CryoCor's Cardiac Cryoablation System and the Clinical Trial for Atrial Fibrillation: Interview with Dr. Gregory Ayers, Found

Interview by Jodie Elrod
Interview by Jodie Elrod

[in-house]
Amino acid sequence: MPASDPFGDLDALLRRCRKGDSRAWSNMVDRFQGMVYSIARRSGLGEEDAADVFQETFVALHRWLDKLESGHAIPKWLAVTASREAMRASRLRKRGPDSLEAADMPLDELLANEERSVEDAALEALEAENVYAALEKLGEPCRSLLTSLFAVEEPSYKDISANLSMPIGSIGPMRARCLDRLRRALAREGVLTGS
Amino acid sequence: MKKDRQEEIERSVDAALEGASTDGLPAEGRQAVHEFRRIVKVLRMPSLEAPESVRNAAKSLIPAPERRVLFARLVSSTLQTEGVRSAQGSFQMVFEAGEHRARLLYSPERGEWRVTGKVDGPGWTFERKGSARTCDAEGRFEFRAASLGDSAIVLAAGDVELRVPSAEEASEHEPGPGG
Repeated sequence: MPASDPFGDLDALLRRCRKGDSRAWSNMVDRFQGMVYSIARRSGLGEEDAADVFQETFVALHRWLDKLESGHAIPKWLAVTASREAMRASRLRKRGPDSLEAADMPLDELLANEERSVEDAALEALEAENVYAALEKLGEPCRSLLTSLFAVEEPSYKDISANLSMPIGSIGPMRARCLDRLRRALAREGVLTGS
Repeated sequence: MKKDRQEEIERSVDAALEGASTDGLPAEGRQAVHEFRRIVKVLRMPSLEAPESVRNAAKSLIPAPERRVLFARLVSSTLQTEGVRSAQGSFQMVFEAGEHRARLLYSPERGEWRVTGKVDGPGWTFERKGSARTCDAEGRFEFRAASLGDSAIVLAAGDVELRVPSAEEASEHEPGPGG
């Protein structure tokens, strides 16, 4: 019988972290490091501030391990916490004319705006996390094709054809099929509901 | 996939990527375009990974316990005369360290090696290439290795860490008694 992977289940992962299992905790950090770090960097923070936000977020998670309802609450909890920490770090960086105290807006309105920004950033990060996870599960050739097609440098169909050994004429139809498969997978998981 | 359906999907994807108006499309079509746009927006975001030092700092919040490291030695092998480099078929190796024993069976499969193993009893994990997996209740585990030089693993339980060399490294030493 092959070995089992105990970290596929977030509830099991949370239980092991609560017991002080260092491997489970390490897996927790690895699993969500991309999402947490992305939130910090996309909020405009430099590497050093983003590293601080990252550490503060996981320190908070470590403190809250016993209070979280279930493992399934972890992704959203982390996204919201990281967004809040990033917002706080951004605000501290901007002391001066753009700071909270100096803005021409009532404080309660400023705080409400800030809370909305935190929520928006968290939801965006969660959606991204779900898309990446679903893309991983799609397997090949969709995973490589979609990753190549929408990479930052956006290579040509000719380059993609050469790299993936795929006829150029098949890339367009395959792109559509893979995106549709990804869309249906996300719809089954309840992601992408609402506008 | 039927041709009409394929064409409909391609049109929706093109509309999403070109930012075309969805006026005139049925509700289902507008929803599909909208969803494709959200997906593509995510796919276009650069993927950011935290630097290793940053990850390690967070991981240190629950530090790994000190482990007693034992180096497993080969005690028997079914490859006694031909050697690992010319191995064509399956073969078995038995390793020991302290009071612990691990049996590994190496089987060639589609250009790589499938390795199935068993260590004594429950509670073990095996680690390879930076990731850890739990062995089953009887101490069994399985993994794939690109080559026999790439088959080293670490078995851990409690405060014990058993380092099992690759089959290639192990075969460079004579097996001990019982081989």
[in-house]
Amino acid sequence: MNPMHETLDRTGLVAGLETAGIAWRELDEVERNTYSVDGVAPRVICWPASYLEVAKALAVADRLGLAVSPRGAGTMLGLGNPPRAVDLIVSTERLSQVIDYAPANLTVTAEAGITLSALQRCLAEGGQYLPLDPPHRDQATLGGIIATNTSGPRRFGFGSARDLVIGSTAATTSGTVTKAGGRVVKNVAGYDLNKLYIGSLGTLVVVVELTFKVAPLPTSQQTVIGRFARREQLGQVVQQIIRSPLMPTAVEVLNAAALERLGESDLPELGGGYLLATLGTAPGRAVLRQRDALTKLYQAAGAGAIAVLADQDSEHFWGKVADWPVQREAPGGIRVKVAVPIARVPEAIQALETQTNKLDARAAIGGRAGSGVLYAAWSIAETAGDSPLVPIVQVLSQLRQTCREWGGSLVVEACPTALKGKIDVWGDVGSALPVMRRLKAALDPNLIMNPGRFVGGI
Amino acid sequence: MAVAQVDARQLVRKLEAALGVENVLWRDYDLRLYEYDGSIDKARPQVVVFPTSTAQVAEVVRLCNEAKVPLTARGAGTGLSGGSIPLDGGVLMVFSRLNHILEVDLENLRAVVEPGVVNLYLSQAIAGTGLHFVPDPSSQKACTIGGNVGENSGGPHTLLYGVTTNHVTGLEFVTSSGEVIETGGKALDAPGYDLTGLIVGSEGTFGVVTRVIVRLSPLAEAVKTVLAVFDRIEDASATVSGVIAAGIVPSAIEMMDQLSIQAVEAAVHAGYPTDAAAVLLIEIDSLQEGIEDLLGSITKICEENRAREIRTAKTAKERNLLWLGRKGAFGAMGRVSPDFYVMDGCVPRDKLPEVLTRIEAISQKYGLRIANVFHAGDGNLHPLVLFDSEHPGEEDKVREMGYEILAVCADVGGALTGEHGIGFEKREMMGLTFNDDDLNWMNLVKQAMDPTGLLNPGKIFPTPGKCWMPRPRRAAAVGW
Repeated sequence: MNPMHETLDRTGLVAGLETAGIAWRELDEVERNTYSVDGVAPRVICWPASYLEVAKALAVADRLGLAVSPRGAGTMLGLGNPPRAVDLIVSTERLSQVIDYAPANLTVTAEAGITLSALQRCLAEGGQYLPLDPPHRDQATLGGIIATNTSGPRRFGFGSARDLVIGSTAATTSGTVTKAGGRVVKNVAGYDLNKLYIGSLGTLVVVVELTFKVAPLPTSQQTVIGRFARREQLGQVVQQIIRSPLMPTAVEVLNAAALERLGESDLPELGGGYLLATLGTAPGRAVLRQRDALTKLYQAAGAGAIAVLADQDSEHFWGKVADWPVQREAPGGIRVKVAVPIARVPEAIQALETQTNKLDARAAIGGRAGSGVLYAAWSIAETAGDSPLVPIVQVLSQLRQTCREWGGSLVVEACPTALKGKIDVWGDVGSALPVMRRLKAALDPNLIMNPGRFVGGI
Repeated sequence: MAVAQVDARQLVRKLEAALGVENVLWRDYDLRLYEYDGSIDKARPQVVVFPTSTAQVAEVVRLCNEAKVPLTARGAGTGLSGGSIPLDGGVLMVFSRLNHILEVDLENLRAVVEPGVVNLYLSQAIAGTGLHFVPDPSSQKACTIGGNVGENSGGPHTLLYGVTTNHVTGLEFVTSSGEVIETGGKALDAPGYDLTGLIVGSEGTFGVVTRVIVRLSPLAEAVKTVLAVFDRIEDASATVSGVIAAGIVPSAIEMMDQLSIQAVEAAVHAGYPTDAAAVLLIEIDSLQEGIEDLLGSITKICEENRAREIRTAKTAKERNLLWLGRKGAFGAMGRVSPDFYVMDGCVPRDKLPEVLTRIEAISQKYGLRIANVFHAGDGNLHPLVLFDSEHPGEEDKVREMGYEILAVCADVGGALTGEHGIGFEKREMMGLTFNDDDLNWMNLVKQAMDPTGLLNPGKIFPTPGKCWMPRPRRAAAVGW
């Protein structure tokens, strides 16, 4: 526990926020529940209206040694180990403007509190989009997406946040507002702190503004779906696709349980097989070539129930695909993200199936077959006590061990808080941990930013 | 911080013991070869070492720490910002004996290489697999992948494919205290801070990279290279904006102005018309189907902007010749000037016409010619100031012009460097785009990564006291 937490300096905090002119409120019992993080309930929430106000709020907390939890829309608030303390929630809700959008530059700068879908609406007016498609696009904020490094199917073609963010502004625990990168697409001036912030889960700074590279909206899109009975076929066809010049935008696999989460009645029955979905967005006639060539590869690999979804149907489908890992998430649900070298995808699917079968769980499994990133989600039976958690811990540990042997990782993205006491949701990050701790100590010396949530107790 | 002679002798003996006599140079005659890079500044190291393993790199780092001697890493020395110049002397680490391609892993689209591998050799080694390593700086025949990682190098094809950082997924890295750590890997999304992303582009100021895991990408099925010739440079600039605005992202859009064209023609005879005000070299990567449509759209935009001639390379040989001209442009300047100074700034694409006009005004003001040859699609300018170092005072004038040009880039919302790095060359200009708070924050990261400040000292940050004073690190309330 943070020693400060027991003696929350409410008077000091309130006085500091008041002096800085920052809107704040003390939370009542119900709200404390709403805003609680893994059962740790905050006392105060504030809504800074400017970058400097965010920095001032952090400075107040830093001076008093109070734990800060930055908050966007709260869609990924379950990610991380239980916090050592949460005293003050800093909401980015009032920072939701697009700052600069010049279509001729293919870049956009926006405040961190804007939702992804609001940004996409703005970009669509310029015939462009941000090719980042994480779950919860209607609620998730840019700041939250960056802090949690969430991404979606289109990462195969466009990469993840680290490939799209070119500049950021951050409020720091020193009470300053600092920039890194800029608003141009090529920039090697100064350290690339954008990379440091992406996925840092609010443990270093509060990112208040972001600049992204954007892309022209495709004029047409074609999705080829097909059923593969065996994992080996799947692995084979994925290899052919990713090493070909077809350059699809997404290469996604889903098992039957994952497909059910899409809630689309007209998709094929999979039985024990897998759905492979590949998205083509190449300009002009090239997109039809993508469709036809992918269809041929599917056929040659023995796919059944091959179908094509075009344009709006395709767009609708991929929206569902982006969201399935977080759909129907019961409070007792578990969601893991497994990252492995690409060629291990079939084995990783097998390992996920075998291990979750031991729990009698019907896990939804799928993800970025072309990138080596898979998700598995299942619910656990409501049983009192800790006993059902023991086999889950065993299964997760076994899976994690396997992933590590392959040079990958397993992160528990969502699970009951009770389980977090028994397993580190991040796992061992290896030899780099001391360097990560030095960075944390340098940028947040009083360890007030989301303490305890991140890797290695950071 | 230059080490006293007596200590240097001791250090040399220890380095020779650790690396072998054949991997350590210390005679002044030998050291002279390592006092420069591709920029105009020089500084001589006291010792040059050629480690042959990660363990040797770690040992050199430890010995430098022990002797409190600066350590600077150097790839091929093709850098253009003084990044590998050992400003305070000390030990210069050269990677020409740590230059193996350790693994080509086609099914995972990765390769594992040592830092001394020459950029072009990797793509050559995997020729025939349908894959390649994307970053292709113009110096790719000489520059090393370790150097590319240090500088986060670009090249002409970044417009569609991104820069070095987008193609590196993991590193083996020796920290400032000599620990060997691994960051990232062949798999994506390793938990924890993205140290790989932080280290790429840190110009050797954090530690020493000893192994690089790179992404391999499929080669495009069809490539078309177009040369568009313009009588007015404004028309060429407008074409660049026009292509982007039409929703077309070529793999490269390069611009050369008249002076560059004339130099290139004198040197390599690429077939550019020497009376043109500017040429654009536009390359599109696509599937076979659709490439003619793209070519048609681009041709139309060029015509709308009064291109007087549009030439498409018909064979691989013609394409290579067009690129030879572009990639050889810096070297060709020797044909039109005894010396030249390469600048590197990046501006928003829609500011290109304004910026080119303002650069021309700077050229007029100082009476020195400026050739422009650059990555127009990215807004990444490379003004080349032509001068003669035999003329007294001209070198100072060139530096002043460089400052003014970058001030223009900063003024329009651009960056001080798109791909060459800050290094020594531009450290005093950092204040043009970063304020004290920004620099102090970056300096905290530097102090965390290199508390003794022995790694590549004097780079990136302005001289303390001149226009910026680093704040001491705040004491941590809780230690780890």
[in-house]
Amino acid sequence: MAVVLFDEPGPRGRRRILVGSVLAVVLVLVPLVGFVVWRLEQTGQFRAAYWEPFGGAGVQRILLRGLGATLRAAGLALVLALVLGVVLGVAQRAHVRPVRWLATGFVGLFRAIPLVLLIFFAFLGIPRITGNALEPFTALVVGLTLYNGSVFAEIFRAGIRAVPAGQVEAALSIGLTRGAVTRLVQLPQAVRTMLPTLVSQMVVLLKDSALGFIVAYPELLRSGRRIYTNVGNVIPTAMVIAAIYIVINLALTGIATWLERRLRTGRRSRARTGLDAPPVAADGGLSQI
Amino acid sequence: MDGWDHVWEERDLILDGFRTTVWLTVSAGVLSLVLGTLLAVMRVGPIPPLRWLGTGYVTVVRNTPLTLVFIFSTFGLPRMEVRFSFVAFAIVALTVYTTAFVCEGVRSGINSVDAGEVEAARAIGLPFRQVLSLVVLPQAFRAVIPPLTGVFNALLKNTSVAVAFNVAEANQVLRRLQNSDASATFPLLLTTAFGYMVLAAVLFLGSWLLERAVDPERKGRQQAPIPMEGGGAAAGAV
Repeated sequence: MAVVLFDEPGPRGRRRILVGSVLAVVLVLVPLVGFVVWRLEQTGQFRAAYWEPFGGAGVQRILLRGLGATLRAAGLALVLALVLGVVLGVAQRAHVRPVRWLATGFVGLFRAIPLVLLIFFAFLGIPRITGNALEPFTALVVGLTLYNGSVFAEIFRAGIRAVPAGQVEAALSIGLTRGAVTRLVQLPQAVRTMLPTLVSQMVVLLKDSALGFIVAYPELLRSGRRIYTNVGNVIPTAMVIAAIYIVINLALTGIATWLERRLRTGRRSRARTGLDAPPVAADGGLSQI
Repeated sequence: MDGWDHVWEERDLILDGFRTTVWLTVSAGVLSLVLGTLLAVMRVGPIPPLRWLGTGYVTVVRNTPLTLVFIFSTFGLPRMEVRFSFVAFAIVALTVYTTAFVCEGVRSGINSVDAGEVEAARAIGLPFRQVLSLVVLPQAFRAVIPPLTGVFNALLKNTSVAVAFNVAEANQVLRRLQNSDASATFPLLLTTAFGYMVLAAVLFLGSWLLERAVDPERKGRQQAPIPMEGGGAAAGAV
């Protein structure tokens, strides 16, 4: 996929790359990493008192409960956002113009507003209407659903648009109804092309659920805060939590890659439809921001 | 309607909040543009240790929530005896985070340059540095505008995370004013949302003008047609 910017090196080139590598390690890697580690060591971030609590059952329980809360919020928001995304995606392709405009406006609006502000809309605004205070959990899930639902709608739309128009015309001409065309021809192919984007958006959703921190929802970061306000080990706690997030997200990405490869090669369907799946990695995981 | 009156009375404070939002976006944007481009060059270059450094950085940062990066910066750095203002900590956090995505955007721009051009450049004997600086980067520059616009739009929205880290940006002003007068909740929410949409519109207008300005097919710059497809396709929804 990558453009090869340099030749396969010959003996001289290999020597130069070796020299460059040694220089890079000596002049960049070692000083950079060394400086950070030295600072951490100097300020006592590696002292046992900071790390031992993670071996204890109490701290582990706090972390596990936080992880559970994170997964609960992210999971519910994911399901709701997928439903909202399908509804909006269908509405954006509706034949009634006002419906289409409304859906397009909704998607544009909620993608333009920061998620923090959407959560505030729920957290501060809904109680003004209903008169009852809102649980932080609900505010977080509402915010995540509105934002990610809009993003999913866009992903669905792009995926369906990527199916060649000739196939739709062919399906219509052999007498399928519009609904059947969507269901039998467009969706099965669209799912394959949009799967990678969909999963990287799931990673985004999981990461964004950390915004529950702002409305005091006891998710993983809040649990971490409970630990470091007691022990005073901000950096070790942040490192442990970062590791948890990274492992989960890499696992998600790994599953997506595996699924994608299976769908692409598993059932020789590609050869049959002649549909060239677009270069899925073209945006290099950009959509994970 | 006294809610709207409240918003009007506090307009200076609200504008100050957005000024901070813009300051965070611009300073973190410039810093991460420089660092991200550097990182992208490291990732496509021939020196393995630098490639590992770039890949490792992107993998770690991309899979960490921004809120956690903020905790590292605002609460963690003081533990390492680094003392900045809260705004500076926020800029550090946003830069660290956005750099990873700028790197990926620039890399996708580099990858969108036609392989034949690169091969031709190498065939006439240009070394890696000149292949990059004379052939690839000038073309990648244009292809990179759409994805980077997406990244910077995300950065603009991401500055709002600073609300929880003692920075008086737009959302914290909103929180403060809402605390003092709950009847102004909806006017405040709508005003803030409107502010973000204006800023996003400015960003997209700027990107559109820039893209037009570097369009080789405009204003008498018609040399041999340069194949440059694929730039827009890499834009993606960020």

First of all, I was very sorry to miss the presentation by former Senator Bill Bradley at CryoCor's kickoff meeting before the Boston Atrial Fibrillation meeting. What were some of the things he spoke about? For example, when was he diagnosed with AF? We brought Senator Bill Bradley in because we had been in contact for about a year, and as you may or may not be aware he suffers from atrial fibrillation (AF). As a result of his AF, he actually backed out of the democratic primary in 1999. Therefore, we brought Senator Bradley to the meeting to describe the impact of atrial fibrillation on his life to share with the investigators and research coordinators how his life had been substantially altered by having AF and how he has been treated medically along the way. He is hopeful that our atrial fibrillation clinical trial will be able to show a curative therapy that may help people like himself and have their AF cured and therefore no longer have it impact their life. At this meeting, the CryoCor Cardiac Cryoablation System, which is currently being evaluated in a FDA pivotal clinical trial, was also discussed. I want to talk about the trial as well, but first, please describe how the system works. There are three components of our system to treat AF in the electrophysiology lab. There is the console, which provides pre-cooled or liquid nitrous oxide to the catheter and controls its delivery to optimize the boiling process in the second component of the system, which is the disposable catheter. The disposable catheter transfers the liquid nitrous oxide to the tip of the catheter a metallic tip that serves as a boiling chamber for the nitrous oxide. When N2O boils at the tip of the catheter, we achieve -90 degrees Celsius, freezing the tissue. The catheter also is a conduit for removing the spent refrigerant, which is nitrous oxide in the gaseous state. The console then receives the spent gaseous nitrous oxide. The third component of the system is a sheath, which is a long tube that allows the EP physician to open and then maintain the opening of a small hole in the septum between the upper chambers (or atria) of the heart. Through that sheath, the physician is able to deliver our CryoCor CryoBlator catheter into the left atrium to deliver the therapy for AF. The sheath is not under the clinical trial, per se, as it is 510k cleared; what is actually being tested is the console and the catheter with the indication of treating atrial fibrillation. As I mentioned, the nitrous oxide boils in the tip of the catheter, under monitoring by the console to make sure that the boiling occurs under optimal conditions, to achieve and maintain the -90 degrees Celsius. The process is actually pulling heat from the tissue, freezing the cell. When the cells are frozen, you end up with an acellular region with normal protein structures, inhibiting electrical conduction of any impulses that would have passed through that area. Basically, to optimize this process, you have to first achieve a cold enough temperature to freeze the cell; equally as important is to maintain that temperature long enough to allow the cell to thoroughly freeze. How is the cryoablation system unique from other systems currently available? What makes our system unique is that we have the power to do what I mentioned. Independent of heat load, we can hit -90 degrees Celsius and hold this temperature because the console dynamically adjusts the driving pressure of the liquid nitrous. It is about thoroughly freezing the cell and what this results in is our system being considered a second-generation cryoablation system. This system is already CE Mark approved in Europe and has been commercially available for use there since 2002. What have been the success rates there? First, it is a limited commercial use to collect additional clinical data, both for publication and also because the clinical data from Europe has allowed us over the past couple of years to make critical modifications to our system. We wanted to make sure that the average user who is not being told exactly how to use the system, as is the case in a clinical trial, is able to use it and get adequate clinical results. Regarding the success rates, it is somewhat variable by arrhythmia. For atrial flutter and ventricular tachycardias, we see results that are at least comparable to radiofrequency (RF) ablation. While I can t make these statements as a specific claim, I can tell you that 15 centers in Europe that have been using our system say their procedure times are less, the patients do not feel pain, their fluoro time is reduced, and they feel that the procedure is safer with cryo. With respect to atrial fibrillation, our efficacy results are again at least equivalent to their experience with RF ablation. They see the same ability to diminish fluoroscopy time and diminish the pain to the patient during the application. The procedure times are equivalent to maybe slightly longer than RF procedures. Most importantly, they see no substantive complications associated with the use of cryo for AF ablation. We have not seen in the 500-600 patients treated in Europe over the past couple of years any substantial negative effects of cryo. We do not see stenosis, thromboembolic events, perforations, pericarditis, esophageal fistulas we see none of the complications that are associated with RF energy. It appears that since we do not affect extracellular proteins, we do not get a significant scarring effect we just get rid of the cells. How many patients are enrolled in the clinical trial so far? How many sites are involved? When did enrollment begin? The enrollment began in late December 2004. Over the period of December and early January, we had some sites with IRB approval to begin the study. We anticipate expanding that to 20-22 centers, similar to our flutter pivotal trial that we completed in early November of last year. Therefore, these additional centers are beginning to get IRB approval and are getting ready to start enrollment. How long will the trial go for? When do you think you might hear from the FDA about approval? Our anticipation is to complete enrollment in the year 2005, and then there is a 1-year follow-up period. I know we have not publicly disclosed the design of the study; the reason we have not disclosed it is because we are in what we believe to be a competitively advantaged position we are the only company enrolling today in a pivotal trial for AF, and for competitive reasons we do not want to disclose the design of our trial. So this trial for atrial fibrillation differs from the one that was done last year for atrial flutter? Correct. I can fully disclose the design of the atrial flutter trial; there were 160 patients enrolled at 22 sites. Those sites enrolled in the trial over a 10-month period of time, and enrollment was completed in late October. The atrial flutter trial has a six-month follow-up period. In addition, the trial design is identical to the most recently approved device from Biosense Webster for their cooled-tip RF catheter. Our results look very promising. We are in the process of filing our modules for the PMA and anticipate our final module will be filed in late June. We would anticipate approval for this indication by the end of this year or in the very early part of 2006. In addition, Dr. Ayers, your background in defibrillation technology is also quite extensive. I noticed that you previously worked for InControl, Inc., which developed the first implantable atrial defibrillator. I also read that you also hold 16 U.S. patents in the areas of defibrillation and cardiac arrhythmia management; could you describe some of these patents? The patents that I hold I think now number 18 I haven t fully disclosed my patents that are pending! My background encompasses both defibrillation and ablation. My PhD thesis work was in using ablation and evaluating the physiology and pathophysiology of ablation lesions. Specifically, the patents that I hold are in the area of atrial fibrillation detection, ventricular tachycardia and fibrillation detection, and in ways to deliver shocks for AF safely so that it does not induce other arrhythmias within its delivery. I also have patents in the area of patient s being able to control defibrillation shock delivery from implantable devices. Some of my recent patents are a little more out of line with defibrillation: I have a patent for a chest tube that is approved for cooling patients who undergo cardiac surgery, during the postoperative period, and I also have a patent for a sheath system that we utilize at CryoCor. What are some of the goals you have in mind for CryoCor for the future? What other developments or improvements in cryo would you like to see happen? Aside from launching our product in the US in 2006, if we receive regulatory approval: building a direct sales force and selling products. The other three areas of interest are further developing our existing catheter product line to add at least three additional products based on evolutionary changes to our catheter line based on our customer feedback from Europe and from the US clinical trial investigators. Therefore, we plan to look at a product line extension for the CryoBlator catheter over the next six to nine months. As far as the revolutionary, we are developing a catheter where a single catheter can be used to treat atrial fibrillation using a variety of clinical techniques in the EP lab. Through this new catheter, our main objective is to be able to give the electrophysiologist a single tool in which they are able to reduce the procedure times from where they are today down to the one- to two-hour range. The third area of our focus is on using our catheter-based technology to develop a minimally invasive probe for treatment of atrial fibrillation in the operating room. We have received 510k clearance for our initial product, called the Breva, for the minimally invasive surgical market. You may ask why an EP company wants to develop a product for surgeons, and there are actually several reasons. Number one, we can utilize our substantial experience in developing disposable products, but more importantly, disposable products that can be manipulated from outside the body. This allows the surgeon to make a single puncture through the chest wall for catheter delivery and use the catheter to treat AF in a very minimally invasive manner. We believe there is going to be a growth in minimally invasive surgical treatments. Today cardiac surgeons treat atrial fibrillation predominantly in patients who have concomitant valve disease or bypass surgery where surgery is indicated. However, opening the chest of a patient with AF only is really not something most patients will desire. If we evaluate the growth trend in cardiac surgery for arrhythmias, most of it is going to occur based on estimates in the minimally invasive area. We feel that with our expansion into the minimally invasive approach to atrial fibrillation surgery, we can now offer the patient a solution that can be done in the EP lab with a puncture in the groin or a procedure in the operating room with a small puncture in the chest wall. Then the patient can ultimately decide which technique they would like to have used. We believe we have a competitive advantage in that area because we have been developing catheters that then can be adopted to the minimally invasive approach for cardiac surgery. For more information about CryoCor or about the clinical trial, please visit their website: www.cryocor.com